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Georgetown expert analyzes new Arizona commit James Akinjo

What will the ex-Hoya bring to the table?

NCAA Basketball: Penn State at Georgetown Brad Mills-USA TODAY Sports

The Arizona Wildcats made a splash at the turn of the decade, landing Georgetown transfer James Akinjo in the early morning on New Year’s Day.

The sophomore point guard and reigning Big East Freshman of the Year averaged 13.4 points, 5.1 assists, and 1.3 steals per game in 40 career games (39 starts) at Georgetown, while shooting 36 percent from the field, 36.1 percent from 3, and 81.2 percent from the free-throw line.

With Nico Mannion likely headed to the NBA Draft after the season, Akinjo has a strong chance to be Arizona’s starting point guard next season, though it remains to be see when he will be eligible.

We wanted to know more about him, so we caught up with Andrew Geiger from our sister site to get more insight on the Georgetown transfer.

Here’s our Q&A.

How would you best sum up Akinjo’s time at Georgetown?

Obviously I’ll go with disappointing. Akinjo came to Georgetown as Patrick Ewing’s first major recruit after decommitting from UConn when Kevin Ollie was fired, and was projected to be our starter at point guard for four years. He won Big East Freshman of the Year and was expected to lead the Hoyas to the NCAA Tournament this season and beyond.

What are Akinjo’s strengths and weaknesses as a player?

Akinjo has a great handle, is lightning quick and can create his own shot with relative ease. The problem has been that he can’t always get his shot off and has struggled to finish against taller opponents. His perimeter game improved from his freshman to sophomore campaigns, and he is an adept passer as well. On the downside, and what likely ultimately led to his decision to leave Georgetown, is that he seemingly wants to be both the primary ball handler as well as the go-to guy on offense, which creates problems when the coach wants you to use your talents as a passer and distributor.

It seems like Akinjo was much better as a freshman. What changed?

I don’t necessarily agree that he was better as a freshman and he showed signs that he was maturing in his limited sophomore season. I would have liked to see how he developed as a point guard and playmaker over the course of this season and his career at Georgetown, but alas we won’t get that chance. He clearly wants to be an alpha guy, but I’m not that optimistic he’ll get that chance at Arizona either with the talented roster that you have. He may have been sold on “Point Guard U” but in my view he’s not really there as a point guard just yet.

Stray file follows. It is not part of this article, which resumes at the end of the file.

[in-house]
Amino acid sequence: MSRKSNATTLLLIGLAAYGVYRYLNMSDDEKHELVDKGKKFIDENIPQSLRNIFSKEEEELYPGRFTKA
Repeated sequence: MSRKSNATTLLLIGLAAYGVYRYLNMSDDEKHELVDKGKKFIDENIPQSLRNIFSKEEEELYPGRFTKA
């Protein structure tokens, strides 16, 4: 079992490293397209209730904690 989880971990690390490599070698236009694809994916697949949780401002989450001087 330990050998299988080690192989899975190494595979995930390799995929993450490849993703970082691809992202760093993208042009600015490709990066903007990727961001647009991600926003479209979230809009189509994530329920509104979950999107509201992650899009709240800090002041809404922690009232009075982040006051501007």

What do you think is Akinjo’s ceiling as a player?

This really depends on his willingness to be a prototypical point guard. If he can confine himself to that role he can probably be one of the better point guards in the Pac-12. However, if he continues to want to operate as the team’s primary offensive option, he may ultimately be frustrating to Sean Miller and Wildcats fans.

Why did Akinjo transfer?

It really came down to what Ewing expected of him and what he was willing and not willing to do. As noted above, Ewing wanted to take advantage of his skills as a playmaker, whereas Akinjo seemingly wanted to be the main guy all of the time. That didn’t work in Georgetown’s scheme, and there were some rumors of discord between him and Mac McClung, who tended to grab a lot of the headlines and highlights.

Should Arizona fans feel good about the possibility of Akinjo being the starting point guard next year?

Sure. He’s a very talented player and is going to help Arizona win games. His struggles to finish are going to frustrate at times, and ultimately it will be up to Akinjo to decide what he wants to be as a player.

Syracuse coach Jim Boeheim had some sharp comments about Akinjo, saying he “wouldn’t pass the ball to anybody and just shot it every time” and that Akinjo “lost two games for [Georgetown] by himself.” He also said Georgetown is better without him. How accurate are those statements?

I think most Georgetown fans would agree 100 percent with Boeheim (I can’t believe I just wrote that). Akinjo’s talent is so great that it makes it all the more frustrating when he just wouldn’t listen to Ewing at the end of games and tried to do too much with the ball in his hands. It’s not a coincidence that Georgetown’s recent surge was without Akinjo, as ball movement has greatly improved. It will certainly be interesting to see how Akinjo does in the desert, and you can bet Hoyas fans will be watching.